Nine Inappropriate Classic Rock Album Covers


15 mai 2011, 19h59m

The post at Blogspot

I remember writing some time ago about an album cover that was particularly apt. These are the flipside. Not horrible, necessarily, not laughable, nor even bad, just wrong in some way for the music contained within.

Molly Hatchet - Molly Hatchet

The artwork by Frank Frazetta is a sword and sorcery classic, but somebody forgot to tell Danny Joe Brown and the rest of them about the equivalencies between fantasy art and metal.
This would have been great as a Cirith Ungol cover, or for some other band with a name jacked from Tolkien, like Gorgoroth, or Amon Amarth. But for a Southern rock band whose best song is called "Gator Country?"

Not so much.

Boston - Don't Look Back

If the metal [==] sword and sorcery equivalency is damn near hard and fast, the prog [==] sci fi one is a little more fluid.

Yes kickstarted the sci-fi thing with the Fragile backstory, but they also went fantasy with Relayer. For every 2112, there's an In the Land of Pink and Grey.

Neither of which sound anything like Boston. Simply put, the Rock 'n' Roll Cities In Flight thing here doesn't work. Not for this album, not for this band. I'm not really judging the music. There's no need for me to slander Boston, at least at the present time.

But listen to it, or at least remember back to when you did: this is beach music, for sunny days, blue skies, hot chicks in pink bikinis. Frisbees. Nowhere in sight is there anything remotely resembling a fucking guitar starship. . . .

Rolling Stones - Let It Bleed

Because the one thing we all think of when we come across smokin' slide guitar blues rock, or for that matter achieve the sweet absolution when she spills her honeyed blood or splatters her musky nectar and makes a mess all over us, is . . . . birthday cake!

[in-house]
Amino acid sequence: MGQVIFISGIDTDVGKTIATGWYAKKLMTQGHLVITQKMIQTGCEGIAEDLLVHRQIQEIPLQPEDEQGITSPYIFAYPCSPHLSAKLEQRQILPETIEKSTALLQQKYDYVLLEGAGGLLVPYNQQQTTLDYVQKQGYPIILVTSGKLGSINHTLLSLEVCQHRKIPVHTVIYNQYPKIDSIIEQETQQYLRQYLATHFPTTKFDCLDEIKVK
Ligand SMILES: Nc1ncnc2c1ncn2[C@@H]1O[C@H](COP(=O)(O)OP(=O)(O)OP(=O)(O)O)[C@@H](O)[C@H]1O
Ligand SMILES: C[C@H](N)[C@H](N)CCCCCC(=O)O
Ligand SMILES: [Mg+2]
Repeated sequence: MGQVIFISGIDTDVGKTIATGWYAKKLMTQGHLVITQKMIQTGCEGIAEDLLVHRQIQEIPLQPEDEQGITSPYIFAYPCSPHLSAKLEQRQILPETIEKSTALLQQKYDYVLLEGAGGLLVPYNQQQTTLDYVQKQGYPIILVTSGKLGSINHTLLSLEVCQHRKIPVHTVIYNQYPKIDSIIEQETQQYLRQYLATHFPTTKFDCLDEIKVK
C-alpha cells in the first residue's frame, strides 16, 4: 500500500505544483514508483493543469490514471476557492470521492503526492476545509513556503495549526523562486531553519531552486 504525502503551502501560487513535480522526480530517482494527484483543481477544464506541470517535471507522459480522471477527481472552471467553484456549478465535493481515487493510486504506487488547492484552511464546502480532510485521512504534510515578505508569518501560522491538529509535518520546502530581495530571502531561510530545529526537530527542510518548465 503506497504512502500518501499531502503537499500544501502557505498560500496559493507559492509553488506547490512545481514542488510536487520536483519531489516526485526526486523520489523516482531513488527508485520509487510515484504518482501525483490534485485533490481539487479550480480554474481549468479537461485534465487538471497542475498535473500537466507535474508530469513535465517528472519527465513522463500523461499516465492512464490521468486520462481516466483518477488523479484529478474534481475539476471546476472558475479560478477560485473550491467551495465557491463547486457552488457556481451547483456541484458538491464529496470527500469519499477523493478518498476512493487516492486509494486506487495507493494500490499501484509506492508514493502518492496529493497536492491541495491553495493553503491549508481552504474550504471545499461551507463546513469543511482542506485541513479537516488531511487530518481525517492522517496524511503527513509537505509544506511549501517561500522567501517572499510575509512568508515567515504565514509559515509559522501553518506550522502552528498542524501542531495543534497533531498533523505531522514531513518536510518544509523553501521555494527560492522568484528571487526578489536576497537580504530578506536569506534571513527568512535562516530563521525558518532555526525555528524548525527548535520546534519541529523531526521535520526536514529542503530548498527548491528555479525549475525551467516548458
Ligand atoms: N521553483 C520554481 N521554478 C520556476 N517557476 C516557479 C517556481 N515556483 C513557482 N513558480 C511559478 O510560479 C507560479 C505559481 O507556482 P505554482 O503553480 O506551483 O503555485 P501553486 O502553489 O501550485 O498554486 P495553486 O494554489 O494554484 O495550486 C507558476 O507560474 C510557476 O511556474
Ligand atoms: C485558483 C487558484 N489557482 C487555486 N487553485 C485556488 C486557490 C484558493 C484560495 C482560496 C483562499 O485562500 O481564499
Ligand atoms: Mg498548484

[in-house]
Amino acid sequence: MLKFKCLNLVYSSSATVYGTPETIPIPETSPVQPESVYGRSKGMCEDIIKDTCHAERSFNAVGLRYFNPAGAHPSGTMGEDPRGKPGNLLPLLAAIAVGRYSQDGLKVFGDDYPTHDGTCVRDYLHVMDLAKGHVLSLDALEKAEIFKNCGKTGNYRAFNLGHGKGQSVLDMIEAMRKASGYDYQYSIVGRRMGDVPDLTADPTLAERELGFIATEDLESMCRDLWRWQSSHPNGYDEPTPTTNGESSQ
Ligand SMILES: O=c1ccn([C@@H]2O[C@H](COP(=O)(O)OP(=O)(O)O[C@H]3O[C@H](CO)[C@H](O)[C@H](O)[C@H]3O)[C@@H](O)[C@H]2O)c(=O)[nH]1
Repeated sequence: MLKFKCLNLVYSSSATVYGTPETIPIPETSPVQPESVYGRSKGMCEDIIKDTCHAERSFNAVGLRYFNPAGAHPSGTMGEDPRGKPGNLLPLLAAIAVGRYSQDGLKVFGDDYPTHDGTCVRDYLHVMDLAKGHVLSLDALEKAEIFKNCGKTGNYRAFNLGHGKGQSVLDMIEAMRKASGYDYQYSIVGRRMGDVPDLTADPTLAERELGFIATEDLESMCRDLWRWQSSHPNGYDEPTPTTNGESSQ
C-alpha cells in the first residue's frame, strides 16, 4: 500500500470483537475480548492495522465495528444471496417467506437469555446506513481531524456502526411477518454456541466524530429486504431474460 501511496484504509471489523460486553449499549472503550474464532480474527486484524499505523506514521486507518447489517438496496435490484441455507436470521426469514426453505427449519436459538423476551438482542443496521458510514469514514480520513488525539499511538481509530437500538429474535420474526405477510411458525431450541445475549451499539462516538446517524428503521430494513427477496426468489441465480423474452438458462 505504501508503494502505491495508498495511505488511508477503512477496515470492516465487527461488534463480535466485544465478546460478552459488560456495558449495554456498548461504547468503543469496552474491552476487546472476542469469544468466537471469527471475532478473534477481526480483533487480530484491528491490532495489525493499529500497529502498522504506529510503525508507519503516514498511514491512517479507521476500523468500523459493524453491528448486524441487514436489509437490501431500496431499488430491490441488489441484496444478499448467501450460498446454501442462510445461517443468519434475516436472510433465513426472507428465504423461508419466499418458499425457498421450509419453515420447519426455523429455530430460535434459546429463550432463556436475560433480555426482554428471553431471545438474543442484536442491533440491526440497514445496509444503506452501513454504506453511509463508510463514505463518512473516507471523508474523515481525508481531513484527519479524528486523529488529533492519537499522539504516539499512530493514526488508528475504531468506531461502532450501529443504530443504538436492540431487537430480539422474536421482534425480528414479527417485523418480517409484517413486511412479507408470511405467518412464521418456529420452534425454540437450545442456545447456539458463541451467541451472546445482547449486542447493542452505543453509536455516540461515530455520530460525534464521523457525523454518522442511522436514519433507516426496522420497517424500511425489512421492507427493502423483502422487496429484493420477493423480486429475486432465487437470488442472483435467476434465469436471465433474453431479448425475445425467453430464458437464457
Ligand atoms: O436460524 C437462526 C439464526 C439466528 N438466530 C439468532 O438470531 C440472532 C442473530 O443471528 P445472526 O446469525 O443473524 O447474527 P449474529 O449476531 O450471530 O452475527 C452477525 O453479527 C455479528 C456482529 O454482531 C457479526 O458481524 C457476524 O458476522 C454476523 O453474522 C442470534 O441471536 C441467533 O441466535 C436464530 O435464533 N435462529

Sir Lord Baltimore - Sir Lord Baltimore

Proto-metal cult classic musically, but--and I guess it's because in 1971 they didn't have the metal iconography down pat yet--a bad misfire on the cover logo.

It's like you see some old concert poster from the early '70's and they've got Black Sabbath's name in some airy-fairy, wavy gravy hippie font. Metal is for angular Germanic fonts, goddamnit. Otherwise, how are we to know it's metal?

Jon Anderson - Song Of Seven

Son of a bitch made the album look like Olias of Sunhillow when it don't sound like Olias of Sunhillow

Neil Young & Crazy Horse - Zuma

There's been some kind of mixup, apparently: this artwork had actually belonged on the cover of a Daniel Johnston album, right?


Roxy Music - Roxy Music

Actually a little torn on this. On the one hand, it's not surprising that a band featuring two well-known horndogs like Bryan Ferry and Brian Eno should have an album cover that so obviously attempts to titillate.

But on the other hand, this is ]. Growing up in the '80's, I was despite my best efforts inundated with T'n'A album covers from hair- or sleaze-metal bands like The Scorpions or Warrant, and this sure as hell ain't them.

Blue Oyster Cult - On Your Feet Or On Your Knees

I'm of the opinion that the cover art for live albums should--unless they are making a visual joke a la Kansas' Two For The Show or Aerosmith's Live! Bootleg--use some pictures that were taken of the band while, you know, playing live.

Think Double Live Gonzo or Live at Budokan or Rainbow's On Stage.

I don't know, maybe it's just me. But a picture of some limousine, even if it is festooned with the BÖ logo, doesn't convey the concert experience. At least Some Enchanted Evening had the Grim Reaper. . . .

Dust - Hard Attack

Another Frazetta, and basically, what I'd said about the Hatchet. Maybe if Dust had been some pagan black metal outfit from Norway rather than some hard rock dudes from New York, I'd be feeling the cover more.


  • UncleGropey

    I quite enjoyed this, thanks for putting it up.

    12 juin 2011, 23h40m
  • rastronomicals


    13 juin 2011, 0h59m
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